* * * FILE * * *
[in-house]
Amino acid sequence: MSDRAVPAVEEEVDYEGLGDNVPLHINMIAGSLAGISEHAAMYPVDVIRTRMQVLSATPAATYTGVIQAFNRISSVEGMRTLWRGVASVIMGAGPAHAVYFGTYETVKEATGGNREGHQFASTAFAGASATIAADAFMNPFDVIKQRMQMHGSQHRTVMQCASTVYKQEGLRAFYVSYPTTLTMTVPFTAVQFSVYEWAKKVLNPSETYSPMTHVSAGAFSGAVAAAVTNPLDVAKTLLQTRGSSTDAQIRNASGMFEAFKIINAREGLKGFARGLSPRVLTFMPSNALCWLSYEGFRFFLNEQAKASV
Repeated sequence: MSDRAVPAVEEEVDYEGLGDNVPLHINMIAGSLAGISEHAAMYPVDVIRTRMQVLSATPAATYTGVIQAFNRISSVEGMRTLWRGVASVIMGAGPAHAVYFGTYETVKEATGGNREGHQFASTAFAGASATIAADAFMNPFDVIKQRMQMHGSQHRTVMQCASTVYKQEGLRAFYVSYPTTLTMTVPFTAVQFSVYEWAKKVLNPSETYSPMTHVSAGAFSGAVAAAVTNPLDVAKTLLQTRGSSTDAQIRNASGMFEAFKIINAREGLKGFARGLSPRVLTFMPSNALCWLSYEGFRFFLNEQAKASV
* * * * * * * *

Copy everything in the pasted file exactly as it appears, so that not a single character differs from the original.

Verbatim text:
[in-house]
Amino acid sequence: MSDRAVPAVEEEVDYEGLGDNVPLHINMIAGSLAGISEHAAMYPVDVIRTRMQVLSATPAATYTGVIQAFNRISSVEGMRTLWRGVASVIMGAGPAHAVYFGTYETVKEATGGNREGHQFASTAFAGASATIAADAFMNPFDVIKQRMQMHGSQHRTVMQCASTVYKQEGLRAFYVSYPTTLTMTVPFTAVQFSVYEWAKKVLNPSETYSPMTHVSAGAFSGAVAAAVTNPLDVAKTLLQTRGSSTDAQIRNASGMFEAFKIINAREGLKGFARGLSPRVLTFMPSNALCWLSYEGFRFFLNEQAKASV
Repeated sequence: MSDRAVPAVEEEVDYEGLGDNVPLHINMIAGSLAGISEHAAMYPVDVIRTRMQVLSATPAATYTGVIQAFNRISSVEGMRTLWRGVASVIMGAGPAHAVYFGTYETVKEATGGNREGHQFASTAFAGASATIAADAFMNPFDVIKQRMQMHGSQHRTVMQCASTVYKQEGLRAFYVSYPTTLTMTVPFTAVQFSVYEWAKKVLNPSETYSPMTHVSAGAFSGAVAAAVTNPLDVAKTLLQTRGSSTDAQIRNASGMFEAFKIINAREGLKGFARGLSPRVLTFMPSNALCWLSYEGFRFFLNEQAKASV